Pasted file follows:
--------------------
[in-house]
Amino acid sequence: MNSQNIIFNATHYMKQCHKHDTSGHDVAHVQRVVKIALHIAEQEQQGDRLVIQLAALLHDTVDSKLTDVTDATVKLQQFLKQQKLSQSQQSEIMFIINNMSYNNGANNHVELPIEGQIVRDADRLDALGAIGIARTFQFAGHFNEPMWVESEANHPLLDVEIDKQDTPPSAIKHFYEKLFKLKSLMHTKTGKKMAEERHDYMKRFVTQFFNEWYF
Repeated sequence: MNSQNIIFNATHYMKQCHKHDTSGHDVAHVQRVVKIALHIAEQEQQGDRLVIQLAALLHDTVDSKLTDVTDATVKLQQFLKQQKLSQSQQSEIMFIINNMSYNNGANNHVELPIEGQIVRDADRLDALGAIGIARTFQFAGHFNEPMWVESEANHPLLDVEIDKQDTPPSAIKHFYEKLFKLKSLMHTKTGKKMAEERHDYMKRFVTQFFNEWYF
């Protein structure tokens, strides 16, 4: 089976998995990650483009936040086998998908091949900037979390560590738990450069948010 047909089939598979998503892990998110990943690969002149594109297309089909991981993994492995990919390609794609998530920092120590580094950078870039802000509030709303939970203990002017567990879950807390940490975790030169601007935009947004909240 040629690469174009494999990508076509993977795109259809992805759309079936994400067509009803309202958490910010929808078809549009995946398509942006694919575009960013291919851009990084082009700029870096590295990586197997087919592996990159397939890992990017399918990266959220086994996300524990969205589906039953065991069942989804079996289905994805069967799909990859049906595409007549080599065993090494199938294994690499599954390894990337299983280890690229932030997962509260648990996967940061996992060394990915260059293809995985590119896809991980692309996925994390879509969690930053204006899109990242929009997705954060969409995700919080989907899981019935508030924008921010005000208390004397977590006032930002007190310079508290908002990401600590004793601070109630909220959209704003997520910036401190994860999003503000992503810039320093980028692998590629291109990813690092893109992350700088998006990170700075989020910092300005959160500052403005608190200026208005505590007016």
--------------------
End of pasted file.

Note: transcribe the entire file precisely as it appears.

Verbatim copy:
[in-house]
Amino acid sequence: MNSQNIIFNATHYMKQCHKHDTSGHDVAHVQRVVKIALHIAEQEQQGDRLVIQLAALLHDTVDSKLTDVTDATVKLQQFLKQQKLSQSQQSEIMFIINNMSYNNGANNHVELPIEGQIVRDADRLDALGAIGIARTFQFAGHFNEPMWVESEANHPLLDVEIDKQDTPPSAIKHFYEKLFKLKSLMHTKTGKKMAEERHDYMKRFVTQFFNEWYF
Repeated sequence: MNSQNIIFNATHYMKQCHKHDTSGHDVAHVQRVVKIALHIAEQEQQGDRLVIQLAALLHDTVDSKLTDVTDATVKLQQFLKQQKLSQSQQSEIMFIINNMSYNNGANNHVELPIEGQIVRDADRLDALGAIGIARTFQFAGHFNEPMWVESEANHPLLDVEIDKQDTPPSAIKHFYEKLFKLKSLMHTKTGKKMAEERHDYMKRFVTQFFNEWYF
């Protein structure tokens, strides 16, 4: 089976998995990650483009936040086998998908091949900037979390560590738990450069948010 047909089939598979998503892990998110990943690969002149594109297309089909991981993994492995990919390609794609998530920092120590580094950078870039802000509030709303939970203990002017567990879950807390940490975790030169601007935009947004909240 040629690469174009494999990508076509993977795109259809992805759309079936994400067509009803309202958490910010929808078809549009995946398509942006694919575009960013291919851009990084082009700029870096590295990586197997087919592996990159397939890992990017399918990266959220086994996300524990969205589906039953065991069942989804079996289905994805069967799909990859049906595409007549080599065993090494199938294994690499599954390894990337299983280890690229932030997962509260648990996967940061996992060394990915260059293809995985590119896809991980692309996925994390879509969690930053204006899109990242929009997705954060969409995700919080989907899981019935508030924008921010005000208390004397977590006032930002007190310079508290908002990401600590004793601070109630909220959209704003997520910036401190994860999003503000992503810039320093980028692998590629291109990813690092893109992350700088998006990170700075989020910092300005959160500052403005608190200026208005505590007016």